The government's lawsuit against Goldman Sachs has had me thinking about insurance. After all, Goldman's John Paulson was "betting against" bad mortgages, and one means of doing that is taking out insurance against these bad mortgages.
Doesn't this mean insurance is essentially gambling? Let's look at insurance against bad mortgages. The bank offers a mortgage to someone unlikely to pay (a "bad" mortgage). Then an investor (perhaps the bank itself) takes insurance against the mortgage - if the mortgage fails, the investor gets paid. If the mortgage works out, the bank gets paid. So then, we'll sell the obligation of the mortgage to someone else (or chop it into tiny pieces and bury shares of the obligation into funds all over the place with better investments) and also let other people become beneficiaries of the insurance. So the bank makes the money from unloading the mortgage and the insurance policy.
The thing is, there are theoretically opportunities to take out insurance on anything. Now bankers want to project futures markets on not just stocks but how individual films perform, for example.
Hmm. Does this mean I can offer "Detroit Lions insurance" to NFL fans? They can pay me a fee and every time the team loses, they'll get some small return on the loss. But if the team does better than expected they don't get anything (except the satisfaction of the team doing well). Since some people will think the team will do poorly, they'll buy into my insurance program. But others will think the team will do poorly, so I can sell them the insurance obligations. This is just gambling right? I think the team will do poorly so I put money into insurance. Or I think the team will do well so I'll buy out the insurance policies since I'm sure I won't have to pay anything out.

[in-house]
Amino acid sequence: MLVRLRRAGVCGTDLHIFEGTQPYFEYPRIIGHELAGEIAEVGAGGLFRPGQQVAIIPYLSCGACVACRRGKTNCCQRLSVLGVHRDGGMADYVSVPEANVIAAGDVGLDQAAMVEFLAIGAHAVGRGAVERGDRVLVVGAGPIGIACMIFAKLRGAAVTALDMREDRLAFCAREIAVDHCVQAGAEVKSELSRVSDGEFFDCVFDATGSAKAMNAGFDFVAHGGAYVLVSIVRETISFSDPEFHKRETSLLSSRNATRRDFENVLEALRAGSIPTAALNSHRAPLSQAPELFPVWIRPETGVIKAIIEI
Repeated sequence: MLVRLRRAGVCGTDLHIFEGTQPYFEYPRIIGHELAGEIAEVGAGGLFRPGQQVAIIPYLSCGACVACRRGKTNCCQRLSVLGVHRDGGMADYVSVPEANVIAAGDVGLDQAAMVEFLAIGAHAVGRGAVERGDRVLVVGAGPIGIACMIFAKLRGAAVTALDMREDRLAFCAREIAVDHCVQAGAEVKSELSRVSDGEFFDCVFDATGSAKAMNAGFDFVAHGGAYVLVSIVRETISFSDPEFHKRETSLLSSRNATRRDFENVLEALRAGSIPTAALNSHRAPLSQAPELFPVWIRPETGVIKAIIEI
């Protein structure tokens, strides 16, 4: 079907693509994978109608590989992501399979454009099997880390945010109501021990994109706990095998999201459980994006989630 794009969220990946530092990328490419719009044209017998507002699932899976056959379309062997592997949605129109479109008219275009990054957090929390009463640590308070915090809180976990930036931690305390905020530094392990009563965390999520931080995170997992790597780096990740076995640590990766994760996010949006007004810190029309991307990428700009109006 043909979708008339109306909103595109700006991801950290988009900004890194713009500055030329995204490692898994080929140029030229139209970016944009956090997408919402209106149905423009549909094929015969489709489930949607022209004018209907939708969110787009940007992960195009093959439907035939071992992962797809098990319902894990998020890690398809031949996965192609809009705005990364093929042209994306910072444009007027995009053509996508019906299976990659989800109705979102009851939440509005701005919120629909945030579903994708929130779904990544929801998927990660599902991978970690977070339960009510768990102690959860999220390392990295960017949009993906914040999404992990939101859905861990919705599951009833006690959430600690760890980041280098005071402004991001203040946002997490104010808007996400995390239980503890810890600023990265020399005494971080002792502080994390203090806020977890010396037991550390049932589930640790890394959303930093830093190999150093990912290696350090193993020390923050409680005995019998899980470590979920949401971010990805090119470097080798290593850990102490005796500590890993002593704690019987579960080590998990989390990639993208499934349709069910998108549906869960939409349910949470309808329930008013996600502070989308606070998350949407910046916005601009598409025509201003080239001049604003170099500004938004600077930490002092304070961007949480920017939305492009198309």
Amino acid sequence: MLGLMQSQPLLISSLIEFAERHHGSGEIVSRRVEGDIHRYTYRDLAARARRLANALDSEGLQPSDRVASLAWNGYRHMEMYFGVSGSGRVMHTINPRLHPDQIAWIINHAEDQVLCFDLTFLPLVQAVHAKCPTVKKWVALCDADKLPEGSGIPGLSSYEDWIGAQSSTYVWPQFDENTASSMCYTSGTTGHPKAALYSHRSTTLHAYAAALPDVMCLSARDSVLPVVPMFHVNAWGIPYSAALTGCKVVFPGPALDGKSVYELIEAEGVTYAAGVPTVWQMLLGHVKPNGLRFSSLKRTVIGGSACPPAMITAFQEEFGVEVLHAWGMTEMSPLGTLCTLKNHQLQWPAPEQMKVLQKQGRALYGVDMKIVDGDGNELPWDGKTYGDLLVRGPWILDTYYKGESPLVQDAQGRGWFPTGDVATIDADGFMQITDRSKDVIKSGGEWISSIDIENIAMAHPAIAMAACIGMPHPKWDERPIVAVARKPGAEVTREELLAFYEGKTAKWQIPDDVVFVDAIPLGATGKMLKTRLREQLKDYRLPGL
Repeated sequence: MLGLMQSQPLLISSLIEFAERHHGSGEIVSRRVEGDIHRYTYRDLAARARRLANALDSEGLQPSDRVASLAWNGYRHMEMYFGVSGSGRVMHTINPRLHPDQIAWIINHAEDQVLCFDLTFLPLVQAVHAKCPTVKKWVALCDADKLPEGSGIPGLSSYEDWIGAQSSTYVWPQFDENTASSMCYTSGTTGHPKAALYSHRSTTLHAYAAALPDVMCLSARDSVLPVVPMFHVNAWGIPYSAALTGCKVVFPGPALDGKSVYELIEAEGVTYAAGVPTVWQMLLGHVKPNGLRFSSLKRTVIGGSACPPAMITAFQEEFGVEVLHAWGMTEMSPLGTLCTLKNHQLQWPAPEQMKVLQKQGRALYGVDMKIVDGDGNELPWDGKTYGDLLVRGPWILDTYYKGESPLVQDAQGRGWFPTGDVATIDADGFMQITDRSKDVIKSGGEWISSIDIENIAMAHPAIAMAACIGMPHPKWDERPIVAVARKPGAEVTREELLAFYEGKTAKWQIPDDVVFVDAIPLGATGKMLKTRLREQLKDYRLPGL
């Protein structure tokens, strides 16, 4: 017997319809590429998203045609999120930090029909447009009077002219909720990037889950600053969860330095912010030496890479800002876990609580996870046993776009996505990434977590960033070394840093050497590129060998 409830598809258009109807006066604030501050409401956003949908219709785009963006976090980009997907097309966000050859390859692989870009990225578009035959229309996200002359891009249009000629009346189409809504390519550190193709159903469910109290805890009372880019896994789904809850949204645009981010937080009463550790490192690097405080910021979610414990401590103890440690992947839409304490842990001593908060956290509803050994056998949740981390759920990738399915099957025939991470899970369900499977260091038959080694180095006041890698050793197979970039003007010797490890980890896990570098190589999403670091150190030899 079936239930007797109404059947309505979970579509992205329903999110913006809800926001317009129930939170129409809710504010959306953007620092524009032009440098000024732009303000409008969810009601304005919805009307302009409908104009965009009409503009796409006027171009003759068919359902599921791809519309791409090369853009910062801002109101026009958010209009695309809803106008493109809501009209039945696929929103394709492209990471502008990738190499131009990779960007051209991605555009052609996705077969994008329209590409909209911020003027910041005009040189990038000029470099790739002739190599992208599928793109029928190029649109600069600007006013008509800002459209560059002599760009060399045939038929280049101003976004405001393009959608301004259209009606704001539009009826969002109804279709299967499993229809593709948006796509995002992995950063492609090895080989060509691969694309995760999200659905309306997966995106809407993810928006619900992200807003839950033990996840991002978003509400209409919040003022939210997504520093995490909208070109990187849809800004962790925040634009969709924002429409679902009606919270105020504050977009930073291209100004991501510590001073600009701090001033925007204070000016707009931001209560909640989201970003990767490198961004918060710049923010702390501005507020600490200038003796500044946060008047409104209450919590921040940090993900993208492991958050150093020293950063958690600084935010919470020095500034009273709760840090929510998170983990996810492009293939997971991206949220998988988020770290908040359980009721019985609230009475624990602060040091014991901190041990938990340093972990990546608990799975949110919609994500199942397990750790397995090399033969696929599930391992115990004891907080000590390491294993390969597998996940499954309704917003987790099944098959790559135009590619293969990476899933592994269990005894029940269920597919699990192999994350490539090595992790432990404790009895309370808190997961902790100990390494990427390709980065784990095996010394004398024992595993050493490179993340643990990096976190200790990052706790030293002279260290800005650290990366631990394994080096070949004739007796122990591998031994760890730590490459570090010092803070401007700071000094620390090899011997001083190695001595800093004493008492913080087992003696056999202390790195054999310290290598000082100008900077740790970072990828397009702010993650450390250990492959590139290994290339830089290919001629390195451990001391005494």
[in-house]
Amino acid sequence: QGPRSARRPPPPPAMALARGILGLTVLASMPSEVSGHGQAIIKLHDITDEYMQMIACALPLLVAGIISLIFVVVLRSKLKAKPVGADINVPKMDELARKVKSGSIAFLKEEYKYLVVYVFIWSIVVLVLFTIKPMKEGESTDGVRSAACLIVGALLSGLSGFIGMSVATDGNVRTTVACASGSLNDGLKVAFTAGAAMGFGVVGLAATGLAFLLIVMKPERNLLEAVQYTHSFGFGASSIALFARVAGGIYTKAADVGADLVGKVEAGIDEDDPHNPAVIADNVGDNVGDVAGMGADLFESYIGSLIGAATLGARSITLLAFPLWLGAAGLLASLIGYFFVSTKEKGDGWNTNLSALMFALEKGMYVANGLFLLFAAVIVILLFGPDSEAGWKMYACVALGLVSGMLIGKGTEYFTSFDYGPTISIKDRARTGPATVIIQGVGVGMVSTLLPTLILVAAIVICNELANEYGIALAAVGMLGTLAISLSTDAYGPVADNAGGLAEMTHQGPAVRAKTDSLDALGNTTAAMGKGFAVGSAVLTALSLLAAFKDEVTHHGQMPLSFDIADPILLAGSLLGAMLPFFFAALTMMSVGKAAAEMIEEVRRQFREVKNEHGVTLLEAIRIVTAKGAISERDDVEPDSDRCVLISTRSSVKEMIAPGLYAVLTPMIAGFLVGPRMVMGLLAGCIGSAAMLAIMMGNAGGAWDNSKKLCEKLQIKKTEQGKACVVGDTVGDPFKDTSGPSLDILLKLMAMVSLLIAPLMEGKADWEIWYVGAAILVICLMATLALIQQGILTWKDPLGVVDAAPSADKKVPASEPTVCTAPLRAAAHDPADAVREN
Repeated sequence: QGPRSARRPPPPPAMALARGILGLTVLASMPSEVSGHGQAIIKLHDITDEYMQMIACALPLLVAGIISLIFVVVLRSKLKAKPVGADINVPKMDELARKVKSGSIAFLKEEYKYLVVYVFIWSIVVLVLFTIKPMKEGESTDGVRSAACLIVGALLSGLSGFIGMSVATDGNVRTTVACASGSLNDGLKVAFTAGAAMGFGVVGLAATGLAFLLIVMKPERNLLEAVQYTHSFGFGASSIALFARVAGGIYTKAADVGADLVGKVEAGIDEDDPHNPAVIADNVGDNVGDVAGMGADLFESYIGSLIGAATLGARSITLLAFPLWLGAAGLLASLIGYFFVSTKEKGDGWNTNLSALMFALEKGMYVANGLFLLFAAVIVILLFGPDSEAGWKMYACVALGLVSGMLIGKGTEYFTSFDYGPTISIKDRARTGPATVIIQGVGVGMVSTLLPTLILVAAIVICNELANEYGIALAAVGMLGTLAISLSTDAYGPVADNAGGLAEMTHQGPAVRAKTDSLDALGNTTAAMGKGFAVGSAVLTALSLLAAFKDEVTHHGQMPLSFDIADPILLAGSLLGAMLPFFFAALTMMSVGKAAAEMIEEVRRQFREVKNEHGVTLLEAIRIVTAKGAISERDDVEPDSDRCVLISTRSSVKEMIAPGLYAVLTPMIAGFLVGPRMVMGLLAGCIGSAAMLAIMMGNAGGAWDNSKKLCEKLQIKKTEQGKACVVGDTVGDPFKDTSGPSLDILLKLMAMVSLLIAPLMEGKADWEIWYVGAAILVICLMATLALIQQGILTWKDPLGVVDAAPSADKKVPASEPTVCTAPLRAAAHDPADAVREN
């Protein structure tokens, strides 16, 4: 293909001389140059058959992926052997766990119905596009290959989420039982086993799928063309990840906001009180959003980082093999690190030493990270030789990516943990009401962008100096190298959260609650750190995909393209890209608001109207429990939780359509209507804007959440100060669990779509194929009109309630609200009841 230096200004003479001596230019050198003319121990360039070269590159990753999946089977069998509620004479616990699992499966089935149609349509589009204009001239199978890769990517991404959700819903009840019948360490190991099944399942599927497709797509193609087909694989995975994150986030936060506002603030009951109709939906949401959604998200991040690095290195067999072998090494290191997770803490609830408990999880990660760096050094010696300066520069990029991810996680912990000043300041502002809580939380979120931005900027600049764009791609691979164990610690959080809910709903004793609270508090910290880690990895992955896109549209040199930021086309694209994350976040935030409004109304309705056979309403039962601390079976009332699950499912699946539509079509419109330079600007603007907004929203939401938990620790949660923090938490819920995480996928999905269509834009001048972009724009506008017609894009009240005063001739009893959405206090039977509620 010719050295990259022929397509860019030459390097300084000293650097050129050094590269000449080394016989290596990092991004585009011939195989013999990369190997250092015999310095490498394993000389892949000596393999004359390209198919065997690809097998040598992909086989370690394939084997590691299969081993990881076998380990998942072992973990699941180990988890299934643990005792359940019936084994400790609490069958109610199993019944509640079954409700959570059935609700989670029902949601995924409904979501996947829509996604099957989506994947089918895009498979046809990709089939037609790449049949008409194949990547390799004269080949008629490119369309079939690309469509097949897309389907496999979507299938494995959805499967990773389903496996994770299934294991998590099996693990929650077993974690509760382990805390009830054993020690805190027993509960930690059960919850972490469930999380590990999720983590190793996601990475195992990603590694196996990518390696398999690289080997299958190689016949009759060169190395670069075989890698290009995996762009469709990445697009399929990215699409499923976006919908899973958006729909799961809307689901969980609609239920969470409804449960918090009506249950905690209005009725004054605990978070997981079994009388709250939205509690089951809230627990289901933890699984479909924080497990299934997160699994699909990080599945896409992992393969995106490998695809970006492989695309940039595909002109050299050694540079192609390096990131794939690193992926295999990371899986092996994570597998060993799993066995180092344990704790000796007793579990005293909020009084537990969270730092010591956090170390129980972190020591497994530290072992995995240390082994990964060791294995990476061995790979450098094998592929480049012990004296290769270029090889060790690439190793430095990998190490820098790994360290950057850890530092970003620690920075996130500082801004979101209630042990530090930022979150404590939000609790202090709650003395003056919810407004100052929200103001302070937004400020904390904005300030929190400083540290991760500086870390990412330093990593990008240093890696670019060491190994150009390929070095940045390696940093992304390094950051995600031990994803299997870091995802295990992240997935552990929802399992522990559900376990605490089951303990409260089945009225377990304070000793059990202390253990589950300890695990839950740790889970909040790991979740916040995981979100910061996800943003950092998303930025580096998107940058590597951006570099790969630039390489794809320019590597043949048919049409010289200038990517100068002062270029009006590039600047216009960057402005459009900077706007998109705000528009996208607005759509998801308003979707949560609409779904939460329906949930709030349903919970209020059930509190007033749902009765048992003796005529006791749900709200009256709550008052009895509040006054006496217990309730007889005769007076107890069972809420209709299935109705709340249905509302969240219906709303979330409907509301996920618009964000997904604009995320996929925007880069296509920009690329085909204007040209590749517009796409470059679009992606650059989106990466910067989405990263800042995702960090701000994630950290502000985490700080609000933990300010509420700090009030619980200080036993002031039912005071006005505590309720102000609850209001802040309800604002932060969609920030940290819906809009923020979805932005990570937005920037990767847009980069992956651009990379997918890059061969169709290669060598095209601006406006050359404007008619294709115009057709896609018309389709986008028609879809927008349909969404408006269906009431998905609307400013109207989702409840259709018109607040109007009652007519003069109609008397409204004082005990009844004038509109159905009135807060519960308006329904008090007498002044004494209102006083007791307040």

Of course, then we could package teams from different leagues together to decrease the risk. So you could buy a fund mixed of Lions / Nationals / Knicks insurance! I think we can make derivatives out of this too.
Who needs gambling when you have insurance?